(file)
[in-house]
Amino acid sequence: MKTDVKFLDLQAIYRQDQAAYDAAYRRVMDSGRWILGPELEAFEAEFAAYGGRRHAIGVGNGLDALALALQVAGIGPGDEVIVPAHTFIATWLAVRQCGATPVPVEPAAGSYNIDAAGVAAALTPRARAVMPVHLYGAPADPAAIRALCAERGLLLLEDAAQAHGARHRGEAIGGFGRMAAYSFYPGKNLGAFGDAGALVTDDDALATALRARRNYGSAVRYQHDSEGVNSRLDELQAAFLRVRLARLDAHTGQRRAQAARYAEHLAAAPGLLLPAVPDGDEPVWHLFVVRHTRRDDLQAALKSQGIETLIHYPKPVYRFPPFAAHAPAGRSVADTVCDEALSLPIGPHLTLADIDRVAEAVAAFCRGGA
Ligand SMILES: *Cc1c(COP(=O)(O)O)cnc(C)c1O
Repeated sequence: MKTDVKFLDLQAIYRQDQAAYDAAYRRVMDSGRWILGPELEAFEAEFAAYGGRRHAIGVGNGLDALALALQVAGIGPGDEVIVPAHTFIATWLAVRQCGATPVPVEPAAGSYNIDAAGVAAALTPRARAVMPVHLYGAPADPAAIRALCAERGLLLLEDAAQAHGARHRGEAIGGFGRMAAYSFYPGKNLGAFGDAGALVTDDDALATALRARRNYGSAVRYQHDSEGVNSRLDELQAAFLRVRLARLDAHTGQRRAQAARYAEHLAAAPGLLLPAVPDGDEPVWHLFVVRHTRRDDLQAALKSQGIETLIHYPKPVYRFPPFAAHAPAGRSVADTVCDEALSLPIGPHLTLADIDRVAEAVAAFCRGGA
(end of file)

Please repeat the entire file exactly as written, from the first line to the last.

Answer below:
[in-house]
Amino acid sequence: MKTDVKFLDLQAIYRQDQAAYDAAYRRVMDSGRWILGPELEAFEAEFAAYGGRRHAIGVGNGLDALALALQVAGIGPGDEVIVPAHTFIATWLAVRQCGATPVPVEPAAGSYNIDAAGVAAALTPRARAVMPVHLYGAPADPAAIRALCAERGLLLLEDAAQAHGARHRGEAIGGFGRMAAYSFYPGKNLGAFGDAGALVTDDDALATALRARRNYGSAVRYQHDSEGVNSRLDELQAAFLRVRLARLDAHTGQRRAQAARYAEHLAAAPGLLLPAVPDGDEPVWHLFVVRHTRRDDLQAALKSQGIETLIHYPKPVYRFPPFAAHAPAGRSVADTVCDEALSLPIGPHLTLADIDRVAEAVAAFCRGGA
Ligand SMILES: *Cc1c(COP(=O)(O)O)cnc(C)c1O
Repeated sequence: MKTDVKFLDLQAIYRQDQAAYDAAYRRVMDSGRWILGPELEAFEAEFAAYGGRRHAIGVGNGLDALALALQVAGIGPGDEVIVPAHTFIATWLAVRQCGATPVPVEPAAGSYNIDAAGVAAALTPRARAVMPVHLYGAPADPAAIRALCAERGLLLLEDAAQAHGARHRGEAIGGFGRMAAYSFYPGKNLGAFGDAGALVTDDDALATALRARRNYGSAVRYQHDSEGVNSRLDELQAAFLRVRLARLDAHTGQRRAQAARYAEHLAAAPGLLLPAVPDGDEPVWHLFVVRHTRRDDLQAALKSQGIETLIHYPKPVYRFPPFAAHAPAGRSVADTVCDEALSLPIGPHLTLADIDRVAEAVAAFCRGGA